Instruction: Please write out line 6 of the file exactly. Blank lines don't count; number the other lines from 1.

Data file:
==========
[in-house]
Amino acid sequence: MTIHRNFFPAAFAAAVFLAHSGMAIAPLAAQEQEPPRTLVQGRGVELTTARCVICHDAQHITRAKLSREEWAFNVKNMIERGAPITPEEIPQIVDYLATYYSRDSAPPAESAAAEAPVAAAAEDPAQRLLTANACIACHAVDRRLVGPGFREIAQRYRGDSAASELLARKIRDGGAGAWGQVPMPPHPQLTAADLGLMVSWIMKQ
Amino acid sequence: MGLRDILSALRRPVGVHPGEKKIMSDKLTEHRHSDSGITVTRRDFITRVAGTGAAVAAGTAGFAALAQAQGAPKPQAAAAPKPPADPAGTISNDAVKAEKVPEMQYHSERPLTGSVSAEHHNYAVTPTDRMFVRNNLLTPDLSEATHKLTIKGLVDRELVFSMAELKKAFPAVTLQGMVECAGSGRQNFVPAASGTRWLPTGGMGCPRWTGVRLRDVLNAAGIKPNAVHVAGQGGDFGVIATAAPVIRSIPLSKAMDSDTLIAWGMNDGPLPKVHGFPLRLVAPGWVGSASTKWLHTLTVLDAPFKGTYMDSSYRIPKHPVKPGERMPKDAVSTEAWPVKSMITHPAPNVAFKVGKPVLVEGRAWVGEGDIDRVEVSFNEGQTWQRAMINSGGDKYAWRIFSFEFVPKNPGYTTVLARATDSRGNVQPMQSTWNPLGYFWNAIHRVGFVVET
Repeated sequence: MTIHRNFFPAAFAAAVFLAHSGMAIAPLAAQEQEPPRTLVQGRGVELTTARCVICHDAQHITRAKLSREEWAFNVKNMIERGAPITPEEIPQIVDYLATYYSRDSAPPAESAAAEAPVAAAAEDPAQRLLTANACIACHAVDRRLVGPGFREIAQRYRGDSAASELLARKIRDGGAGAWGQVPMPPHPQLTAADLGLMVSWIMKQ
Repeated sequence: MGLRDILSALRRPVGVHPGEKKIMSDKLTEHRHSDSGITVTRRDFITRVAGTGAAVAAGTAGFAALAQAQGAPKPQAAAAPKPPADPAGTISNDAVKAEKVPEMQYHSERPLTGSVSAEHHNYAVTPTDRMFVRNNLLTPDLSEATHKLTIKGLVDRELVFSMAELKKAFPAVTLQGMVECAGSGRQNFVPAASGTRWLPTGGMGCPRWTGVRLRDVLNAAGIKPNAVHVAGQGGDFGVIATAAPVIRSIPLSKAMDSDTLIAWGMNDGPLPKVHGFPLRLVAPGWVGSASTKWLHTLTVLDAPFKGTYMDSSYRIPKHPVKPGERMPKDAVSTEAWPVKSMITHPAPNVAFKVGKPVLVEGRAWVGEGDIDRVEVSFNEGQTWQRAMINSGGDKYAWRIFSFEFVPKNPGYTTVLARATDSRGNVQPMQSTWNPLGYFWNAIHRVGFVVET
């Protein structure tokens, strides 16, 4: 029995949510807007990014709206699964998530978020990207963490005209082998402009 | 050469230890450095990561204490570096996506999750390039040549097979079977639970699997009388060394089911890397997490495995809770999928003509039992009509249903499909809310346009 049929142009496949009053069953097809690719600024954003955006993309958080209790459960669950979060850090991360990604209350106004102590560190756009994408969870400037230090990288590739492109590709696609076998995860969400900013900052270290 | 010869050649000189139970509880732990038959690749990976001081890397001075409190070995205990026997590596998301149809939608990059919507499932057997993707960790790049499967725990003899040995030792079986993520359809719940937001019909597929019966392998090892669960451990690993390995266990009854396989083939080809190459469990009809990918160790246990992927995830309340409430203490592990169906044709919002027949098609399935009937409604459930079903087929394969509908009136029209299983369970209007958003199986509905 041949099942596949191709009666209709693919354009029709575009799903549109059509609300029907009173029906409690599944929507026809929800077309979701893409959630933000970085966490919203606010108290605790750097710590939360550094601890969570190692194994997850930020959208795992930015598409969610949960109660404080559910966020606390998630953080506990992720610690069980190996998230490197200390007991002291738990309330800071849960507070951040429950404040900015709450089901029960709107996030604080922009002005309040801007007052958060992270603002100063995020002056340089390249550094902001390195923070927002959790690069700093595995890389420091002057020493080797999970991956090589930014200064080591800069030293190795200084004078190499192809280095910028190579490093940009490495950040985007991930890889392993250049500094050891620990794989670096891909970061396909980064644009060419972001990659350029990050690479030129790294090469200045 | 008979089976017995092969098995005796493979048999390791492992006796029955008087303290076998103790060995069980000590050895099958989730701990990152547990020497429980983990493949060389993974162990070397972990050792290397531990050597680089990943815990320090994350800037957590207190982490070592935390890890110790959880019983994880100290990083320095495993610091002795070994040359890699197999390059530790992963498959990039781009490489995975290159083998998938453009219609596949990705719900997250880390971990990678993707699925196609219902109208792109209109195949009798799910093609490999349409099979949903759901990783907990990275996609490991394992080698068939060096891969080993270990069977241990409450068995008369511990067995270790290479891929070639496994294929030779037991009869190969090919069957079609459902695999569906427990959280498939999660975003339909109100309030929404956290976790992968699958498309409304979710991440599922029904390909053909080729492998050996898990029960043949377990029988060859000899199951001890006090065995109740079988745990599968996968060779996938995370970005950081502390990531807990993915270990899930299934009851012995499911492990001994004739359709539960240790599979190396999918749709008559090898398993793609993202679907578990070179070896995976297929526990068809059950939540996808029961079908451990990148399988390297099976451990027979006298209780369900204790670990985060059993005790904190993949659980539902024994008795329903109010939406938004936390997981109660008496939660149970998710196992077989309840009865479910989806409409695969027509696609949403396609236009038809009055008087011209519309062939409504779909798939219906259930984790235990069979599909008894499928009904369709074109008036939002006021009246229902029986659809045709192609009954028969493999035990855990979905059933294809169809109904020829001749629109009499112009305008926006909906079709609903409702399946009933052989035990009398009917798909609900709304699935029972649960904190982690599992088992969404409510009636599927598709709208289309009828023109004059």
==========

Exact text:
């Protein structure tokens, strides 16, 4: 029995949510807007990014709206699964998530978020990207963490005209082998402009 | 050469230890450095990561204490570096996506999750390039040549097979079977639970699997009388060394089911890397997490495995809770999928003509039992009509249903499909809310346009 049929142009496949009053069953097809690719600024954003955006993309958080209790459960669950979060850090991360990604209350106004102590560190756009994408969870400037230090990288590739492109590709696609076998995860969400900013900052270290 | 010869050649000189139970509880732990038959690749990976001081890397001075409190070995205990026997590596998301149809939608990059919507499932057997993707960790790049499967725990003899040995030792079986993520359809719940937001019909597929019966392998090892669960451990690993390995266990009854396989083939080809190459469990009809990918160790246990992927995830309340409430203490592990169906044709919002027949098609399935009937409604459930079903087929394969509908009136029209299983369970209007958003199986509905 041949099942596949191709009666209709693919354009029709575009799903549109059509609300029907009173029906409690599944929507026809929800077309979701893409959630933000970085966490919203606010108290605790750097710590939360550094601890969570190692194994997850930020959208795992930015598409969610949960109660404080559910966020606390998630953080506990992720610690069980190996998230490197200390007991002291738990309330800071849960507070951040429950404040900015709450089901029960709107996030604080922009002005309040801007007052958060992270603002100063995020002056340089390249550094902001390195923070927002959790690069700093595995890389420091002057020493080797999970991956090589930014200064080591800069030293190795200084004078190499192809280095910028190579490093940009490495950040985007991930890889392993250049500094050891620990794989670096891909970061396909980064644009060419972001990659350029990050690479030129790294090469200045 | 008979089976017995092969098995005796493979048999390791492992006796029955008087303290076998103790060995069980000590050895099958989730701990990152547990020497429980983990493949060389993974162990070397972990050792290397531990050597680089990943815990320090994350800037957590207190982490070592935390890890110790959880019983994880100290990083320095495993610091002795070994040359890699197999390059530790992963498959990039781009490489995975290159083998998938453009219609596949990705719900997250880390971990990678993707699925196609219902109208792109209109195949009798799910093609490999349409099979949903759901990783907990990275996609490991394992080698068939060096891969080993270990069977241990409450068995008369511990067995270790290479891929070639496994294929030779037991009869190969090919069957079609459902695999569906427990959280498939999660975003339909109100309030929404956290976790992968699958498309409304979710991440599922029904390909053909080729492998050996898990029960043949377990029988060859000899199951001890006090065995109740079988745990599968996968060779996938995370970005950081502390990531807990993915270990899930299934009851012995499911492990001994004739359709539960240790599979190396999918749709008559090898398993793609993202679907578990070179070896995976297929526990068809059950939540996808029961079908451990990148399988390297099976451990027979006298209780369900204790670990985060059993005790904190993949659980539902024994008795329903109010939406938004936390997981109660008496939660149970998710196992077989309840009865479910989806409409695969027509696609949403396609236009038809009055008087011209519309062939409504779909798939219906259930984790235990069979599909008894499928009904369709074109008036939002006021009246229902029986659809045709192609009954028969493999035990855990979905059933294809169809109904020829001749629109009499112009305008926006909906079709609903409702399946009933052989035990009398009917798909609900709304699935029972649960904190982690599992088992969404409510009636599927598709709208289309009828023109004059």